post Nov 10 2008, 01:53 AM
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QUOTE (elakdawalla @ Nov 9 2008, 10:20 PM) *
This is a question I've been wondering about too. Were the cameras left unstowed at some point...

First, a 'stowed' camera is still at risk on MER. There are no in-flight dust shields for Navcam, Pancam. Looking down avoids sedimentation of dust, but not turbulence. I think turbulence maybe was involved. Second, I don't think the camera bar has been left stowed at nadir in quite some time. Stowing the cameras now places them looking sorta down, sorta out, I think. The actuators were not designed for a 5 year mission, let alone one with Opportunity's current ambition. If they fail, they should fail where Navcam is still useful rather than contemplating the rover's navel, umm, deck.
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DDAVIS
post Nov 10 2008, 09:07 PM
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I wouldn't even know how to begin to implement a "wiper" that would work reliably under martian conditions...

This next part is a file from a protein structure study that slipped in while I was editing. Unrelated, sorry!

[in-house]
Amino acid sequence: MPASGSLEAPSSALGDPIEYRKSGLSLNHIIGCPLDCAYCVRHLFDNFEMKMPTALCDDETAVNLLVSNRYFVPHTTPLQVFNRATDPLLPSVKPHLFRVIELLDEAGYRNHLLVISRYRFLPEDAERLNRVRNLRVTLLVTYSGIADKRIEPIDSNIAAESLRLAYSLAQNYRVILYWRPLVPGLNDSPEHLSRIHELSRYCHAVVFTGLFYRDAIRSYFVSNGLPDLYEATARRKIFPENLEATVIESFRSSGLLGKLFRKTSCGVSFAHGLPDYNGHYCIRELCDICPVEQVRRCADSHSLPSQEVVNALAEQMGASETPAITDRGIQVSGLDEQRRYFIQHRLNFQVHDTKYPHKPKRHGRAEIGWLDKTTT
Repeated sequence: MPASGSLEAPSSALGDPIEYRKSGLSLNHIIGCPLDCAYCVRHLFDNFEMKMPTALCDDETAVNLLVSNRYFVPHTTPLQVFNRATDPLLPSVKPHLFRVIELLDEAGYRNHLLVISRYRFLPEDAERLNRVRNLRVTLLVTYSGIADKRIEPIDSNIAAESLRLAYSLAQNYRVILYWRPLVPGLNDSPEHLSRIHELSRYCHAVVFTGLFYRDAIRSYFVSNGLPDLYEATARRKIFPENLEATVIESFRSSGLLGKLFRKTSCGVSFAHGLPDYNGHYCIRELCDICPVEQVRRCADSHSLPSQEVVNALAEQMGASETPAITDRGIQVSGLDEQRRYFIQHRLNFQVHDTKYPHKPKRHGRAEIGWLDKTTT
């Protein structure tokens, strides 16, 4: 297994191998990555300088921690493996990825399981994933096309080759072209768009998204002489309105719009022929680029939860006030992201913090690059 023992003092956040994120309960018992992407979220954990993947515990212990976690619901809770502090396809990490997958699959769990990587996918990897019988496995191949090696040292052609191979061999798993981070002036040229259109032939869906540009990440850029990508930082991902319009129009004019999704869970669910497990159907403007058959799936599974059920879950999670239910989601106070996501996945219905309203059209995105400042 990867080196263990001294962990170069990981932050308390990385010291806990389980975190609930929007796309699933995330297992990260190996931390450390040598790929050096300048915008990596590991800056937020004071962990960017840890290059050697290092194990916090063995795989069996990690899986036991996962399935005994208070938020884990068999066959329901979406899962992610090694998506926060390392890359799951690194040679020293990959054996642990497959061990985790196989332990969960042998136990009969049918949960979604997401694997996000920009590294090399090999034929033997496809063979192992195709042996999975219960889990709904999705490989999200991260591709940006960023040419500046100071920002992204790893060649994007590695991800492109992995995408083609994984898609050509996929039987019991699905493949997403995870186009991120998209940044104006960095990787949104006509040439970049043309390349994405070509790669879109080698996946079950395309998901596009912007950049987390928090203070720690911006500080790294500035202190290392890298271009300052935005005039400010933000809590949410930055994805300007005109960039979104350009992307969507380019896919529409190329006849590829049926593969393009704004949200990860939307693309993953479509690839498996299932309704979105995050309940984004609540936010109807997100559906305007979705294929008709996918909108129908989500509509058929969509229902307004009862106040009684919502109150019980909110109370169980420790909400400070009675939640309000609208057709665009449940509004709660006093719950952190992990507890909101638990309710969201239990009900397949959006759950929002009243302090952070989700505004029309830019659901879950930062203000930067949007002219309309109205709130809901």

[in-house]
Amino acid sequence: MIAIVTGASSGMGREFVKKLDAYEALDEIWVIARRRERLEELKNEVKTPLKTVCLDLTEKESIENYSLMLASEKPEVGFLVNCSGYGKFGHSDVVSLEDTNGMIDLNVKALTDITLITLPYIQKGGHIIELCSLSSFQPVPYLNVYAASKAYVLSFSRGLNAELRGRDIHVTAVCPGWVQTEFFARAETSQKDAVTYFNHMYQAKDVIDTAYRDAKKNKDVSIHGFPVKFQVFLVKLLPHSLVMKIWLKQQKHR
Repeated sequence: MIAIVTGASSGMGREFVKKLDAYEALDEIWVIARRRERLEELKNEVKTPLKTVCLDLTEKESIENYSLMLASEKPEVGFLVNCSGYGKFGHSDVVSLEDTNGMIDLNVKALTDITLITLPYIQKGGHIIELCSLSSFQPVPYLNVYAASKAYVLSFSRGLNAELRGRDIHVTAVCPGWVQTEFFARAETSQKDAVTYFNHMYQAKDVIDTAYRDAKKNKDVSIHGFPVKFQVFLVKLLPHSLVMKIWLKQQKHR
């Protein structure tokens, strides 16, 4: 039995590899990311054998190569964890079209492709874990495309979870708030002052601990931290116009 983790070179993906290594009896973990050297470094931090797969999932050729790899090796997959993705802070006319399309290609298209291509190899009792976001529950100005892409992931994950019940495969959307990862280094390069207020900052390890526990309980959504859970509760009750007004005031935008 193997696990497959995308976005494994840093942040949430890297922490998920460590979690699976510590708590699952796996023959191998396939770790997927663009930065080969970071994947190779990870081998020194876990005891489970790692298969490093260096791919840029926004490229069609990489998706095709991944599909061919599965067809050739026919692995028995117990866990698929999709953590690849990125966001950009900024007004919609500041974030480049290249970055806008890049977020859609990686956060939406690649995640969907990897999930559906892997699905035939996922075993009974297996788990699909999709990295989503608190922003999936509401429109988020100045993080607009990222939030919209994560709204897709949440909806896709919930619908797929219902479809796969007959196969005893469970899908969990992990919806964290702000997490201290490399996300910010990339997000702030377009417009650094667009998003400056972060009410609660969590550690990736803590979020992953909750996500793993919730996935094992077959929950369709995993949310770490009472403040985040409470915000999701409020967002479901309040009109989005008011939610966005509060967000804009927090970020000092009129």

I recall reading that Viking had two methods to avoid dusty optics, a physical barrier which covered the 'slit' when the camera was in its 'rest' position as well as compressed air which could be used to blow off the optics. I would think the latter could be adapted to a wide variety of camera designs.

Don
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Phil Stooke
post Nov 10 2008, 10:41 PM
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"I would think the latter could be adapted to a wide variety of camera designs."

I think we need it for Spirit's solar panels now...

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mcaplinger
post Nov 10 2008, 10:59 PM
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QUOTE (DDAVIS @ Nov 10 2008, 01:07 PM) *
I would think the latter could be adapted to a wide variety of camera designs.

I'd be willing to bet that the tank to contain the gas would weigh more than an entire Mastcam camera head. Not really practical given the mass constraints.


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DDAVIS
post Nov 11 2008, 12:18 AM
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the tank to contain the gas would weigh more than...